Danish Graphic designer Camilla Bengtsen has a portfolio of seriously considered, beautifully communicative design that belies her young age. A graduate of the Danish School of Media and Journalism she’s already amassed a wealth of industry experience, and it really shows – her application of varying graphic styles is testament to a thoughtful approach to design that goes beyond fleeting trends.
One of her standout projects is this clever identity for the Museum Sønderjylland, a group of Danish art museums that typographically experiments with the notion of a timeline of art movements, with the italicised lines representing defining moments in modern art, when movements have bucked a trend in pursuit of the avant-garde. Working with this notion she created a typeface based on Century Gothic, providing a distinctive identity that can be reduced down to a simple linear monogram.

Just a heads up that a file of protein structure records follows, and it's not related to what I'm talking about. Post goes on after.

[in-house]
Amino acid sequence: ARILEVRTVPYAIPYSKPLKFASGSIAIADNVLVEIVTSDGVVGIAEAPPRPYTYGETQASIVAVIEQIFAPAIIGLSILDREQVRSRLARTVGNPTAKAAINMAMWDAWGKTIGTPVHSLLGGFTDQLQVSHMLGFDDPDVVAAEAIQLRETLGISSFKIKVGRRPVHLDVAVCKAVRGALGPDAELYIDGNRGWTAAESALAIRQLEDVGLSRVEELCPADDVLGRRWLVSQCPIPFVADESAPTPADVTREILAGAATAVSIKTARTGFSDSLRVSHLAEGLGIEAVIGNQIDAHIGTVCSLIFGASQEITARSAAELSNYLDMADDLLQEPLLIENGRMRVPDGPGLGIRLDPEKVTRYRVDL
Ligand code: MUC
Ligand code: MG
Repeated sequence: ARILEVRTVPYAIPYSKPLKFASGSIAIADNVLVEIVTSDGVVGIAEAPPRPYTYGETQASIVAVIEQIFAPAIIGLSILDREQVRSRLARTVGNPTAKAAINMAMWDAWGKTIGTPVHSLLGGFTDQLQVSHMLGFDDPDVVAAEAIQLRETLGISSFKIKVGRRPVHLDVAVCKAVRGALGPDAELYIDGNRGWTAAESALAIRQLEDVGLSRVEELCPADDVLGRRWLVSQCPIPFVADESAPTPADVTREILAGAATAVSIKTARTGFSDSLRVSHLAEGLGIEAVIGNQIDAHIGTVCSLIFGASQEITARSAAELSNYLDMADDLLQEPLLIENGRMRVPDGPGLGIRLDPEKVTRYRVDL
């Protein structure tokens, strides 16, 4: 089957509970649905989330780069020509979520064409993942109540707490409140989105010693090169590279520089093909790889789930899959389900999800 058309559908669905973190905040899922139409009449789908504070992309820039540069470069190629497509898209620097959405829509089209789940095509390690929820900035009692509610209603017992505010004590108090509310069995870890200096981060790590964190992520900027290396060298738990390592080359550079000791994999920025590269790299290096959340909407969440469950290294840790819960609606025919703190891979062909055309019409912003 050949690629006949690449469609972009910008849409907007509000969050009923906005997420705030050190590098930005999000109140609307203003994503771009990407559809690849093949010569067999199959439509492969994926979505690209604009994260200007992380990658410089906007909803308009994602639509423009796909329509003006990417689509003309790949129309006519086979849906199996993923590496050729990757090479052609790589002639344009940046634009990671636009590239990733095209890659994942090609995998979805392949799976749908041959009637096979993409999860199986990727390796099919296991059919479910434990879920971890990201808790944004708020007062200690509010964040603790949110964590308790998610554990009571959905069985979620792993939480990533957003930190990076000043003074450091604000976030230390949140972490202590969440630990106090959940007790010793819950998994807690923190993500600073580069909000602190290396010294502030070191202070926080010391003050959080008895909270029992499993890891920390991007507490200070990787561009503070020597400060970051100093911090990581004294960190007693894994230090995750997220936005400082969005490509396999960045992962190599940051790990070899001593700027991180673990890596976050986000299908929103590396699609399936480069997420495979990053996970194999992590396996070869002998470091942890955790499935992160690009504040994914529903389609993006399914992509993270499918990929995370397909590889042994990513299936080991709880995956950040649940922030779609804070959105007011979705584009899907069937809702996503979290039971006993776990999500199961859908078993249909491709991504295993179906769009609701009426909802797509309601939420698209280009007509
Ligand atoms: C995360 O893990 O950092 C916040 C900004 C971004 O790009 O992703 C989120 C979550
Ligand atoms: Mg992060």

- You lucky devils, it's Best of the Web!
- Bogdan Ceausescu and Sebastian Pren experiment with grids and shapes in their latest zine
- Friday Mixtape: Illustrator and guitarist Sophy Hollington's *feels* mixtape
- Photographer Anastasia Korosteleva's waterborne portraits of Maldivian girls
- We caught up with photographer Adama Jalloh
- Seoul studio Everyday Practice talks about its collaborative approach to design
- Animator and director James Curran’s amusing 30-day Gifathon project in Tokyo
- Photographer Sophie Mayanne’s new personal project celebrates imperfection (NSFW)
- Animator Saiman Chow’s trippy idents for Adult Swim’s Rick and Morty
- The daily grind: Louis Quail’s photographs of fascinatingly mundane offices
- "Before I was a graphic designer I had nearly no idea what one was": meet Austin Redman
- Matthew Raw: the east London artist making clay great again